Postmodern rock wunderkid Beck Hansen’s best years may still lie ahead, but he has already revealed a masterful grasp of songcraft and studio dynamics. His best work has fused together elements of folk-pop, roots blues, country, white noise, hip-hop, and psychedelia complemented by clever—at turns biting or surrealistic—lyrics.
Los Angeles native Beck emerged in the early 1990s with the local alternative radio hit, "Loser" (Bongload 5; 1993). The popularity of the slacker anthem led his signing with Geffen, and a newly recorded version (DGC 270; 1994; #10) became a national hit, followed by an eclectic debut album, Mellow Gold (DGC 24634; 1994; #13).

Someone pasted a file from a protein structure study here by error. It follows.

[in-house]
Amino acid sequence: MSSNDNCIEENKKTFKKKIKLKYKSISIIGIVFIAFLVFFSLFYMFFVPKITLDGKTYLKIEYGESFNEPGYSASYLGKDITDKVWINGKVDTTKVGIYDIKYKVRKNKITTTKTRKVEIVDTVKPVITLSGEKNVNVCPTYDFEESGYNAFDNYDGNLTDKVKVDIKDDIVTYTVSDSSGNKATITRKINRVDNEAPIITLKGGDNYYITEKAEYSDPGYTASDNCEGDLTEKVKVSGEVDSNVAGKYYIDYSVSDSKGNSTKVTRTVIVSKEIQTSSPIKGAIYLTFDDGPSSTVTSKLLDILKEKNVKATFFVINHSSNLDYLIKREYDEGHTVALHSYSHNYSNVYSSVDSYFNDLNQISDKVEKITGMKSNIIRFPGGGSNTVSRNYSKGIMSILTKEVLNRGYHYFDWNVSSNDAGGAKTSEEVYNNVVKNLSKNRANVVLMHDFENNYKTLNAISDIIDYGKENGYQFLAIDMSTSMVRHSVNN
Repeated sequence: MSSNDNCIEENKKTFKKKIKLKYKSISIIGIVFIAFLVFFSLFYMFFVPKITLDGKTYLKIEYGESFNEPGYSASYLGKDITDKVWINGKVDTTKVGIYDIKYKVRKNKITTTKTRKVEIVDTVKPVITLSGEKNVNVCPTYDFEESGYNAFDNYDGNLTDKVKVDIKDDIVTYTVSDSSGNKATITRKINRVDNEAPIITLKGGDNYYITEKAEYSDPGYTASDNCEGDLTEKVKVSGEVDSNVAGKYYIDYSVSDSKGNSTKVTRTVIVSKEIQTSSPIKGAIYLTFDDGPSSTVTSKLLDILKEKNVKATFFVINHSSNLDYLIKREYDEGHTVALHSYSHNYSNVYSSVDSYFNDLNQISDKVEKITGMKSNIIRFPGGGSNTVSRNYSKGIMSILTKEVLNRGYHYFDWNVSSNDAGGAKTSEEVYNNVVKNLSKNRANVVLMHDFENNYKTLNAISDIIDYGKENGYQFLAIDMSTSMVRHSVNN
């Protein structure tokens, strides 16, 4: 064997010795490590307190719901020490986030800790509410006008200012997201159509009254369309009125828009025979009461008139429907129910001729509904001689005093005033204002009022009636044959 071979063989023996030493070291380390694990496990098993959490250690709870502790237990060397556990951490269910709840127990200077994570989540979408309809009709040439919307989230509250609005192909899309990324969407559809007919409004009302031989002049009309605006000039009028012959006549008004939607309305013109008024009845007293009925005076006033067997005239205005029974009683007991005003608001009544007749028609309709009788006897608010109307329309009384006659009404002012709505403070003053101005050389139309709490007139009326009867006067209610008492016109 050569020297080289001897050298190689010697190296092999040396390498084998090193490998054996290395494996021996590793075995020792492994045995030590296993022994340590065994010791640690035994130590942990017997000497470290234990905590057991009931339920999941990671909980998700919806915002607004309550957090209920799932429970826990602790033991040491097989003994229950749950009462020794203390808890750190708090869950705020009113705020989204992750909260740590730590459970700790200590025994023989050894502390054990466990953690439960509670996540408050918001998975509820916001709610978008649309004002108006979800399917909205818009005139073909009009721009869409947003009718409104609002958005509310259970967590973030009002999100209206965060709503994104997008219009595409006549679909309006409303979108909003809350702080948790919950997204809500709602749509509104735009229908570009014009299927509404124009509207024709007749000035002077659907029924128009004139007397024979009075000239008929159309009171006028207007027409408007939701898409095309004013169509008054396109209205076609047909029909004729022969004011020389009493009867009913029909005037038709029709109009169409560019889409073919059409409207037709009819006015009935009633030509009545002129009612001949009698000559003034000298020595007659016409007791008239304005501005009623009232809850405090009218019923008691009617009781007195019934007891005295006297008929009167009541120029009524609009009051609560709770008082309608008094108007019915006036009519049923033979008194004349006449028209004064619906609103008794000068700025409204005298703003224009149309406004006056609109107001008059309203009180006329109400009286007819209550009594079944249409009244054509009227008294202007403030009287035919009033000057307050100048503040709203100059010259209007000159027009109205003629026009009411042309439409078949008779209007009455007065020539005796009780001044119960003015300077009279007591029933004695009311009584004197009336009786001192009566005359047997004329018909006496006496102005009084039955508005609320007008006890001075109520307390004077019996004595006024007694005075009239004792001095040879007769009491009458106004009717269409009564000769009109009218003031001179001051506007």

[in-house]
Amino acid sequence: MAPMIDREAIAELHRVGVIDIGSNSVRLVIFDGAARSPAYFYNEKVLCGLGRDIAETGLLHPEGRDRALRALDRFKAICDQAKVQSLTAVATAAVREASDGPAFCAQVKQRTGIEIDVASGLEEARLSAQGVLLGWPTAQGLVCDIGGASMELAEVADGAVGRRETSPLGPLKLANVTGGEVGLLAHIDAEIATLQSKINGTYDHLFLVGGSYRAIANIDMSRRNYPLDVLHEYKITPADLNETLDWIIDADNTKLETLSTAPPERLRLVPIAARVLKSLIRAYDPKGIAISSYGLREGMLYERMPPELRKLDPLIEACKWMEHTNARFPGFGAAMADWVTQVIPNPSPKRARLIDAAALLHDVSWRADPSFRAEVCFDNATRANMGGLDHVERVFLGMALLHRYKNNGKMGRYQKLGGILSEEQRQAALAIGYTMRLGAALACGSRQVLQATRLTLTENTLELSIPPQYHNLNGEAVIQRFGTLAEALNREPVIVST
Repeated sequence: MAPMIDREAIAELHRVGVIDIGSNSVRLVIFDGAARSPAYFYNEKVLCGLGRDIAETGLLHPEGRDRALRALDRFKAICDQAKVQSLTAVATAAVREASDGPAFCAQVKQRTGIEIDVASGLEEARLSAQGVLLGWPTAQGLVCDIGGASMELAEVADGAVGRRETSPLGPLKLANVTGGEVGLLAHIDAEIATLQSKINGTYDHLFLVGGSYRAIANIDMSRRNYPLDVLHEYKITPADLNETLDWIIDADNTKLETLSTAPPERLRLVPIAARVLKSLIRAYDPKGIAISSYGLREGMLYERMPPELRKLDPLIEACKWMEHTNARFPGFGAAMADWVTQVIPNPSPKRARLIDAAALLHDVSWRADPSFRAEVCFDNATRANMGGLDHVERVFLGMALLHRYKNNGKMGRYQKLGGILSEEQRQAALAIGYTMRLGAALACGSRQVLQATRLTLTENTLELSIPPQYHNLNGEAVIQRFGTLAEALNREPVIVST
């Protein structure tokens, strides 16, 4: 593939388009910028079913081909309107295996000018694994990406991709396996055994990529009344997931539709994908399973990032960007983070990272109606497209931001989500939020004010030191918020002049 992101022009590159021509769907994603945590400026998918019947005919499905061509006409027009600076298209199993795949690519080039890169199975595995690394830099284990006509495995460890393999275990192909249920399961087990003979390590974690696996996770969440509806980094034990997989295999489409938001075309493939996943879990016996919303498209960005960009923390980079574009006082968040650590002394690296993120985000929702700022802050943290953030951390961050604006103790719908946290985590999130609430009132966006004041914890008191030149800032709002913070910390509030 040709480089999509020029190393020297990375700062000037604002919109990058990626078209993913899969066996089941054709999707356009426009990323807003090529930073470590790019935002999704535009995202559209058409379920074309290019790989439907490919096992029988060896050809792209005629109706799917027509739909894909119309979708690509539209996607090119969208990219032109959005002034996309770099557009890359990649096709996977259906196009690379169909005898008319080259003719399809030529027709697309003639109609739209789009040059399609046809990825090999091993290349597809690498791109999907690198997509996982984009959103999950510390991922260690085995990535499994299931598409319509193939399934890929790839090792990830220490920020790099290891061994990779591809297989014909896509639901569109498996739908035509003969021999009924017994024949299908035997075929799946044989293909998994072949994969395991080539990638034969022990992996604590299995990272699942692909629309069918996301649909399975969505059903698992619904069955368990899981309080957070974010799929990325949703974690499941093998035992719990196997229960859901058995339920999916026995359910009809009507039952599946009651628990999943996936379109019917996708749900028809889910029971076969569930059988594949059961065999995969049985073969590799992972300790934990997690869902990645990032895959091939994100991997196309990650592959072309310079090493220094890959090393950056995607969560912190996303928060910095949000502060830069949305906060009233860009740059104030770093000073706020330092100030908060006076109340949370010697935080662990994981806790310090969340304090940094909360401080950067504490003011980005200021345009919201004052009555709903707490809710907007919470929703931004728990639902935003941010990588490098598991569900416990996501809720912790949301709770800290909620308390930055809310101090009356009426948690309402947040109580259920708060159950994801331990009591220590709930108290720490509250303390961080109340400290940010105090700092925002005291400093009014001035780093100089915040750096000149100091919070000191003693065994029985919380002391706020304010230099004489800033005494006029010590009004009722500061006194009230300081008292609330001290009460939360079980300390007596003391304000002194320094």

Possessing an open-ended contract that permitted distribution arrangements with other labels, additional Beck material flooded the market in short order, most notably, Stereopathic Soul Manure (Flipside 60; 1994), a collection of home recordings from the 1988-1993 period, and the predominantly live acoustic set, One Foot in the Grave (K 28; 1994). The next Geffen release, Odelay (DGC 24823; 1996; #16), featured his tour de force production values, shifting effortlessly from hardcore dissonance to country blues while retaining a funky rhythmic flow throughout. By now an established star, Beck further consolidated his reputation with Mutations (DGC15309; 1998; #13) and the decidedly darker Midnight Vultures (DGC 490485; 1999; #34).
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